The function of art is communication. Illustrations in magazines, on posters and on CD covers tell stories just like the words beside them. Often art is purely decorative, communicating beauty. Alexandra Kruglyak’s paintings, currently on display at NorDys are certainly beautiful. The show "new masterpieces" is predominantly still-lives with fruit and flowers masterfully painted by this Ukrainian born local artist. Kruglyak ended up in Alabama after stumbling upon the address of her current husband in a garbage can. This spawned a series of correspondences that resulted in marriage. Be sure to go by NorDys to see what a formal training, mostly unavailable in the US, can produce.

Across the pond in Basel Switzerland a show touted as the best in the world is just wrapping up. Art 33 Basel might be a sign of things to come. Held in a convention center as opposed to a Museum, Art 33 Basel is more a trade show than an art exhibit. This sort of thing is getting more and more common. On entering the show the first thing you see is California artist Skip Arnold laying naked facedown in a pile of sand. This sort of thing is also getting more and more common. The fun part is that the patrons are invited to walk right over him. The fact that this sort of thing is starting to get tired and old-fashioned says a lot about today’s Artworld. One of Carol Bove’s contributions to the show is a stack of books. The books that are stacked are Kahlil Gibran’s "The Prophet" and the work is entitled "Tower of the Prophet." This is also a pretty tired and old-fashioned idea. Stacks of books presented as art is as old as piles of rocks in galleries. Thanks to the London School the figure has come back strong in recent years, but in a crazy cartoony way. Now we can see lots of giant dolls and statues of monsters. Possibly the most interesting figurative work in Art 33 Basel was "L’Hospice" by Gilles Barbier. This sculpture consists of life-size superheroes. But not just regular superheroes…old superheroes. You got Superman using a walker and a decrepit Catwoman collapsed in an easychair. There’s even an exhausted old Mr. Fantastic with his elastic arms and legs all sore and his hair thin and balding.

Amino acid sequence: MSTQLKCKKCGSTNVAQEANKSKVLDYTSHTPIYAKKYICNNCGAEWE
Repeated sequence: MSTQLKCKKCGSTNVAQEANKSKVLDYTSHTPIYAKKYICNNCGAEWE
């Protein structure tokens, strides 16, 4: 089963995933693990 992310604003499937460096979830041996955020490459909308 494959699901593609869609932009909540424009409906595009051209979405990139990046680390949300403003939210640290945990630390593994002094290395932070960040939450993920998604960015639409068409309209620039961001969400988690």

So is this the future of art? Not really, it’s just more Pop art. And remember Pop wasn’t even considered original, the French called it Neo-Dada. The way I see it, everyone’s going to keep doing his own thing unless something dramatic happens. Eventually something dramatic always happens. Most people understand Abstract art these days and many are becoming more comfortable with Conceptual art. Since Conceptual art can consist of literally anything there’s no way to have a new movement while it remains the dominant style. Art movements have to have some unity, even if that unity is the complete diversity we have now. The only way art can move forward is for a group of artists to start working in the same style. It would have to be a style with some dynamic new political or philosophic worldview behind it. The most impressive art being produced today are the large figurative paintings by artists like Bo Bartlett , Steven Assael and Terry Rodgers. But once again this is hard too do and only a handful of the millions of artists today can produce this quality of work and fewer are willing to try. Hopefully the future of art will be realized in this direction. Profound narrative paintings, masterly executed, have always been what constituted great art. As more people come to understand conceptual art they will realize a lot of it’s just goofy and pretentious. I can’t see a sincere and powerful tradition arising from the Artworld as it exists today. The public will have to become more discriminating or accept that everything is art and thus the term itself is meaningless. If we realize that we’re all Conceptual artists and when we make breakfast we’re actually creating art we’ll start demanding that our Cornflakes belong in the Museum too. Once the system becomes transparent maybe the cream will rise to the top.